An oceanfront playground full of literary landmarks, Bahamian and Cuban cuisine, and roosters that run wild
Img E4553
The Reach Key West

The two-by-four-mile island on the Florida Keys’ southernmost point is a bit of a departure from pristine resort towns like Palm Beach or Seaside. Pastel, conch-style houses dot the narrow streets where roosters are free to roam, and colorful murals and sandcastle sculptures delight visitors of all ages. Stroll through downtown and you’ll see restaurants and boutiques alongside dive bars frequented by famous residents like Ernest Hemingway and Tennessee Williams. The island is accessible by cruise ship and a ribbon of bridges that connect the Florida Keys to the mainland; from Charlotte it’s just over two hours on American Airlines, making it an easy and accessible destination when you want to spend your spring break soaking up the sun.


The Reach Key West is a beachfront retreat that’s tucked away from the bustle of Duval Street, but still walking distance from the restaurants and shops that line this main thoroughfare. 

The property, which underwent a multi-million dollar renovation in 2019, is named after the nautical term “reaching,” or a relaxed point of sail. The 150-room hotel has an outdoor pool, onsite seafood restaurant, and a rooster mural by Cuban American street artist DaveL that greets you on the patio. Most days you can find the resort’s resident sand sculptor, Marianne van den Broek, creating 3D masterpieces on the beach, where she teaches sand sculpting workshops. 

Img 4650

The Reach Resort has outdoor games like Cornhole and Jenga

Img 4647Img 4648


For a classic Key West breakfast (think seafood eggs Benedict and homemade banana bread), head to Blue Heaven, a blue shuttered building in the historic Bahama Village neighborhood. For a no-frills lunch or dinner, head to B.O.’s Fish Wagon, a driftwood shack that slings fried fish, conch fritters, burgers, and chicken sandwiches. The restaurant’s 80-year-old owner, Buddy Owen, began his operation out of a little wagon on Duval Street; today his wife Holly still does all the cooking. If you explore the Key West Historic Seaport, have dinner at Half Shell Raw Bar. Feast on fresh seafood like Key West pink shrimp and conch ceviche at picnic tables while the kiddos watch boats in the harbor. Four Marlins, the Reach’s onsite restaurant named after the famous photo of Ernest Hemingway on a fishing trip with his sons, is open for breakfast, lunch, or dinner. Enjoy bottomless mimosas, mahi mahi tacos, and giant wedges of key lime pie in the dining room or on the patio.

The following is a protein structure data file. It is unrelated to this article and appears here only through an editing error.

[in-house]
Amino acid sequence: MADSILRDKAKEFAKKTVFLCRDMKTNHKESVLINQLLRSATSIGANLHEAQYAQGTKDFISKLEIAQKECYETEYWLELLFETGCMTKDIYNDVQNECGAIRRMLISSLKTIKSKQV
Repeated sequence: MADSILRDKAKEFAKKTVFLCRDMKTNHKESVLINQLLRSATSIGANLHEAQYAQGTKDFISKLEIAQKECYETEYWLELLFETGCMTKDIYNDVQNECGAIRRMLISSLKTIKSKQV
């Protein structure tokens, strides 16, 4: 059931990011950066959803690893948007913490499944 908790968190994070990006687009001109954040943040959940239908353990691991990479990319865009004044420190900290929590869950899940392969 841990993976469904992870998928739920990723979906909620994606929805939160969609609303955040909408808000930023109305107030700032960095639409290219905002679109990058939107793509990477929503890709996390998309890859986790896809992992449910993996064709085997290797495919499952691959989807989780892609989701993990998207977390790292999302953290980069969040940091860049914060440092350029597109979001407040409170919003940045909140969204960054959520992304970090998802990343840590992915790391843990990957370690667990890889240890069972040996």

Img E4693

Lobster eggrolls at Half Shell Raw Bar

Img 4709


Book a jet ski tour at Barefoot Billy’s and circle the island on a Yamaha PWC with a guide who takes you on a 90-minute ride into the Gulf of Mexico and the Atlantic Ocean. Ages 14 to 15 can drive a Jet Ski with an adult as a passenger; ages 16 – 17 can drive their own Jet Ski with a valid ID, Boater’s Safety test, and a guardian present at check-in. Give the kiddos an interactive history lesson at the Hemingway Home & Museum, where they can explore the rooms and gardens where the Nobel Prize winner wrote classic works like Death in the Afternoon and For Whom the Bell Tolls. A colony of 57 cats, many of them six-toed, roam the property; according to tour guides, they descended from a sea captain’s feline given to the author. The Truman Little White House, which initially served as the naval station’s command headquarters during the Spanish-American War, WWI, and WWII, was later as the winter residence for President Harry S. Truman. Hear stories from his 11 visits there and see the original mancave, where his custom poker table and bourbon bar stand frozen in time. When your crew needs a sweet fix, visit the original Kermit’s Key West Key Lime Shoppe on Elizabeth Street. Pick up a key lime pie (obviously) and stock up on essentials like key lime candy, oils, seasonings, juice, salad dressing, and soaps. 

Img 4644

Kermit’s Key West Key Lime Shoppe

Img E4601 Img 4614


Book a Dolphin Watch tour with Honest Eco Sustainable Nature Tours and discover a new eco-friendly option: SQUID, Key West’s first electric-powered charter boat. SQUID is a lithium ion battery-powered hybrid charter boat with electric motors for four-hour dolphin watching and snorkeling tours. Guests can watch wild dolphins as they play, sleep, hunt, and mate, and then snorkel in Key West’s tranquil, turquoise waters.